,. 201.8
I,403.-



I Ir..


3


ISchedule A se- I ... rj i ,r, .- ir. I L


0. Food and I i, ,,,, i i
1. Beverage- .1..1 5.... r-. fr.'l', cru '.-Ii l.,i .f ._.f cr.ci ll, b, mrc ralJ
2. Crude mi.ier ,. r .. i thl|. .:enr I un. pi' r r. ri s ,r. r I.. p.r k'lu Iim rEr.,r
3. Mineral Iu.- : I i ,,r -r ,,'-, i nJ re lal- ,- -ri l a Mi i,: li r,- ,,,-, ..a : t r j rr r l,: .:I r. t
4. Animal irl e ll .1 r.n far. i t.- .a .i e in tr ans at i.-n rot Cl 3 -l ea Eic ,oraing t l I kind
Beginning wit.. Tr,-,,nr 14 -L -. -le i. *i I .lid, 1..'. .. .-,oi m..,,. -, ....I .... r CO ',, tle EL' D 3ina lion f Statistics itor adaltion
information. See 1. L L.- I .
'Adjusted for :.--orn. 1 ,nd ..-,ritr. -dAy viri'ron,. i.:;e i,..--tn..te I on pagc 7.. A.nrul Cr.t.1E are not ihowr, for seasonally adjusted datn.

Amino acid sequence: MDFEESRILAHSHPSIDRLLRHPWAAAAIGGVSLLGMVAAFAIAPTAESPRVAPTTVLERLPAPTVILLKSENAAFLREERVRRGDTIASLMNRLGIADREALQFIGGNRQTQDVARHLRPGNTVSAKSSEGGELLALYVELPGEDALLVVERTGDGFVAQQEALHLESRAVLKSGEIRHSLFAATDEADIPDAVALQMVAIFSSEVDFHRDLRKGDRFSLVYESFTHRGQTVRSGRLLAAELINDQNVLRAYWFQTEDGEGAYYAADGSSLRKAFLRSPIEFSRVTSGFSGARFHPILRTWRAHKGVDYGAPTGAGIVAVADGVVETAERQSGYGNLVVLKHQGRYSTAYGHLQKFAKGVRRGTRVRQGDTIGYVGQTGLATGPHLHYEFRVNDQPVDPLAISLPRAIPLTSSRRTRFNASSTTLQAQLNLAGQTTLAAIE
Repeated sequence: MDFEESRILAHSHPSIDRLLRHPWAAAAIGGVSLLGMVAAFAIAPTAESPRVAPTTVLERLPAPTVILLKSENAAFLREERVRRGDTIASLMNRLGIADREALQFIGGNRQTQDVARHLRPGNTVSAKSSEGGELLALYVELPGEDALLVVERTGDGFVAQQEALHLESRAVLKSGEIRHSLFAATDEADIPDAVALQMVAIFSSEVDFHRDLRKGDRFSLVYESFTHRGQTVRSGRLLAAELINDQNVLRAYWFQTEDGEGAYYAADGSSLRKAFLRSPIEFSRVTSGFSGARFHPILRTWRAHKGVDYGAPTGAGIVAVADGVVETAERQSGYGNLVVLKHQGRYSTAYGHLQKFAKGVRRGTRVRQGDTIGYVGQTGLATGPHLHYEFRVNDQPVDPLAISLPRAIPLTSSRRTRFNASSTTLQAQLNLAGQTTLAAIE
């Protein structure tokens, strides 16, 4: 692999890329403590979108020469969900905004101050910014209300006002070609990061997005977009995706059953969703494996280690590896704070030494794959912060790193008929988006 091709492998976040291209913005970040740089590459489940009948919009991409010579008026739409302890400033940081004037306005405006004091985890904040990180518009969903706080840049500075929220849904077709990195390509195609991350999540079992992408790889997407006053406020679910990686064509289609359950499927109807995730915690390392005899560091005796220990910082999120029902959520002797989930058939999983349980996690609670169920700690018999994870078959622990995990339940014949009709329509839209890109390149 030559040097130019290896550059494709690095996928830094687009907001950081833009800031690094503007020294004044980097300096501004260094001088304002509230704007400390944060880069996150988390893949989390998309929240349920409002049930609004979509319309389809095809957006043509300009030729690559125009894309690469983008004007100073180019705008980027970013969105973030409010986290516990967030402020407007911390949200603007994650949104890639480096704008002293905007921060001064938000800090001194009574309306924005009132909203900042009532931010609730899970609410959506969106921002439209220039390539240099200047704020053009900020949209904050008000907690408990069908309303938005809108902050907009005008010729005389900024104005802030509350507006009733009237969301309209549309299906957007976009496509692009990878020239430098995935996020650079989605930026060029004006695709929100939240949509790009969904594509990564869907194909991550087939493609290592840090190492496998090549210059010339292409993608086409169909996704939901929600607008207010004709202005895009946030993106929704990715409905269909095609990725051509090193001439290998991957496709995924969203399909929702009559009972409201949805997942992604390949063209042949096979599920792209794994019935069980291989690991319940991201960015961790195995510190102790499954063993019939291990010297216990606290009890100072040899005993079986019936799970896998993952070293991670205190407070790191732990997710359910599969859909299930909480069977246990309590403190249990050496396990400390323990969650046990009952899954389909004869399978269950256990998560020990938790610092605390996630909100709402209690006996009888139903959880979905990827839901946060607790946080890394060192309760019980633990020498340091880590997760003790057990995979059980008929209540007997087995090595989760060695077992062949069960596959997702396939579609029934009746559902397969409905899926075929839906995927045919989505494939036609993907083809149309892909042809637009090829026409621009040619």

Unadjusted data sh:.ui. o, us-d tor an.Jal rotids. Th- id,.iusted section totals in tEns taoln and similar overall monthly totals in tables I and 3
were adjusted independlnr i.
4In the absence ot d..ons-'tr blie e-on:,l patterns fnr thii 'ectirn, no .e sonal 3ajuSLment factors have been applied to the data.


,413.2

207.8
207.8
233.1
223.9
230.4
261.8
408.1
236.8
263.8
313.0
285.8
4.18.2
332.5


333.3

33)1.3


al


I' i 1. 2'' 1 ed








GENERAL IMPORTS OF PETROLEUM AND SELECTED PETROLEUM PRODUCTS INTO
THE U.S..CUSTOMS AREA AND U.S. VIRGIN ISLANDS, UNADJUSTED

Monthly and cumulative-to-date data on general imports of petroleum and selected petroleum products into the U.S. Customs area
and into the U.S. Virgin Islands for the period January 1977 through the current month are presented in the tables that follow. Tables
I-A and 1-B present imports into the U.S. Customs area and tables 2-A and 2-B present imports into the U.S. Virgin Islands. (It should
be noted that imports into the Virgin Islands are excluded from the regularly compiled foreign trade statistics and, therefore, are ex-